By Jason Hensley & Justin White
Baltimore Watchdog Staff Writers
COVID-19 has brought plenty of changes to sports. And sports gambling is no exception. The uncertainty surrounding when — or if — games are played and who will play in them makes it difficult to put money down with confidence. But that doesn’t mean sports gamblers have stopped trying.
“You know, as crazy as it might sound, if you know what you are doing there are still bets to find out there,” said Corey O’Connor, a frequent gambler. “Most recently everyone was saying the Steelers would blow the Ravens out. They had the line set at 11. Normally I would skip out on this game with so many starters out. It’s one of those games that are just too crazy to predict. But I just knew these teams always play each other close. There is no way the Ravens don’t cover and that’s exactly what happened.”
Sports gamblers like O’Connor continue to stay at it, even with COVID-19 adding a layer of uncertainty. It remains to be seen whether the sports betting market, which was valued at $85 billion in 2019, will end up being that hot in 2020.
The sports betting routine was halted for many when the sports world shut down due to the COVID-19 pandemic. The first league to shut down was the NBA, which suspended the league “until further notice,” in mid-March, with many other worldwide leagues following suit within days.
With the leagues and tournaments gamblers were used to betting on shutting down, gamblers had to turn to other options. This turned many bettors away from gambling, said Derek Cioffi, who helps people place bets.
With traditional sports on pause, a lot of people turned to gambling on esports, leading to roughly 40 times the amount of betting in the industry, according to reports.
Even video games like Madden NFL were bet on as a replacement for real football. A social media section of Bleacher Report called br_betting ran a simulation of Madden 20 football games. Games were streamed live on Mixer and lines were posted on social media.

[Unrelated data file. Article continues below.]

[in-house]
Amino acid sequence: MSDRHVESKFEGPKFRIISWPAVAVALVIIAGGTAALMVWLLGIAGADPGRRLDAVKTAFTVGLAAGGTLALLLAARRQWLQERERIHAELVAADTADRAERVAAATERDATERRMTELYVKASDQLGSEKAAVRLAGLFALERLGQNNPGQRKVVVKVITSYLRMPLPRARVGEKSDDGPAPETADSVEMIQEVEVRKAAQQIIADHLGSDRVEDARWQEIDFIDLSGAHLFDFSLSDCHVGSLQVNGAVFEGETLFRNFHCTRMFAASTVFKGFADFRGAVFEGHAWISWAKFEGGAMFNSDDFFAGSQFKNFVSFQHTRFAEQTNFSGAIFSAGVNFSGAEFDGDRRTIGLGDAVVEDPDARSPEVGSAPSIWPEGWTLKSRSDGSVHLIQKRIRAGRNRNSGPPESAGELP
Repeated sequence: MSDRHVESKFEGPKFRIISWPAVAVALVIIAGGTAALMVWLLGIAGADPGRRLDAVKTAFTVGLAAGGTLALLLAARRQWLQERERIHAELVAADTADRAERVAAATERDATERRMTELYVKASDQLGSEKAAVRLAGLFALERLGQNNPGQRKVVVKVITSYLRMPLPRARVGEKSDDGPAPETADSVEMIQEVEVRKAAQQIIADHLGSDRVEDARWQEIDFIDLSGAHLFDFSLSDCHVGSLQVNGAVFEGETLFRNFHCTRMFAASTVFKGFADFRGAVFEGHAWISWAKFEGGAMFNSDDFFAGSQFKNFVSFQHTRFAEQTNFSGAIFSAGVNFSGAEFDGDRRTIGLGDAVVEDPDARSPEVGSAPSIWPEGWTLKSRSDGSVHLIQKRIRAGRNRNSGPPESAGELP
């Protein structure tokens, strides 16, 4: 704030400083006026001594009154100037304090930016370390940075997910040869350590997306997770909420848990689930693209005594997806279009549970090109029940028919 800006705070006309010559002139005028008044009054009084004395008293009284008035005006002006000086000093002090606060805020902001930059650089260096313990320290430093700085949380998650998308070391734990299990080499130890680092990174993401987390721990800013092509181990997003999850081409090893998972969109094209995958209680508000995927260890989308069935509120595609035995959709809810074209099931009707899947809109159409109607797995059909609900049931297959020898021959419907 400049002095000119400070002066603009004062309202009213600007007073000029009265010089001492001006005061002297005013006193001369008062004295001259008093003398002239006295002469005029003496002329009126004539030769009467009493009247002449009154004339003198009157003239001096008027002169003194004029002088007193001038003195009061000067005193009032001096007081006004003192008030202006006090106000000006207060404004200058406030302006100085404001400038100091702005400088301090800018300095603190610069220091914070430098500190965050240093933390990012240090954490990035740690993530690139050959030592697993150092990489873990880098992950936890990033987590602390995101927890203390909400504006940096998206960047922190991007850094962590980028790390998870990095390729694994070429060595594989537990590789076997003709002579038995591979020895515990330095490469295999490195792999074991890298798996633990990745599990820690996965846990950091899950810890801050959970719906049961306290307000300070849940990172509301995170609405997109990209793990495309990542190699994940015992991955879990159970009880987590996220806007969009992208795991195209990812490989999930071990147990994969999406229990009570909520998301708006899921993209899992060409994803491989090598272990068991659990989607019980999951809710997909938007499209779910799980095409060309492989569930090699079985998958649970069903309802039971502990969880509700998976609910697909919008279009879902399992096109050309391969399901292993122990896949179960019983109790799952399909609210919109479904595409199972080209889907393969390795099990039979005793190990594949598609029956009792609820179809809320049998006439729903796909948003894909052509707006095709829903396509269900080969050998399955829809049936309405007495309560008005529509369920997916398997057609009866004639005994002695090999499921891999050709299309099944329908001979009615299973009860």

People who wanted to bet on traditional sports had to turn to other countries — especially those not as ravaged by the pandemic as the United States. That led to increased betting on football and baseball leagues in countries such as Belarus and South Korea.
Through those early months of the pandemic, this was a valid thing for people to bet on, and people did it to chase the feeling of winning a bet again.
“I started betting Korean baseball in May, and I was able to bet that until June,” avid gambler Devin Kowalewski told us.
In June, more sports leagues such as La Liga, the English Premier League and others across Europe began to resume play, and thus gave bettors some of the more familiar leagues to bet on.
And even as sports in the U.S. resumed over the summer and into the fall, changes remained in sports gambling. Home field advantage is much less limited without fans in the stands. Games can be cancelled at a moment’s notice. Key players drop out — sometimes hours before game time, leaving gamblers hung out to dry.
On Dec. 8, Baltimore Ravens wide receiver Dez Bryant was prepared to suit up against his former team, the Dallas Cowboys. Gamblers bet on his over/under in catches for the game. But less than an hour before kickoff, Bryant tweeted out his positive result, making him ineligible to play. This voided all bets including him and tanked parlay odds that had included him on this Sunday.
Gamblers have to be more careful in their betting with all these additional caveats. And COVID-19 is a major challenge for line makers. Taking lines early could be beneficial if a member of the opponent’s team falls ill, but the reverse is true of the team you’re betting on as well so it is something to beware of either way.
Sports betting is a growing industry, with more and more states legalizing it and more and more ways to do it online. But COVID-19 has, for the moment, made gambling more difficult.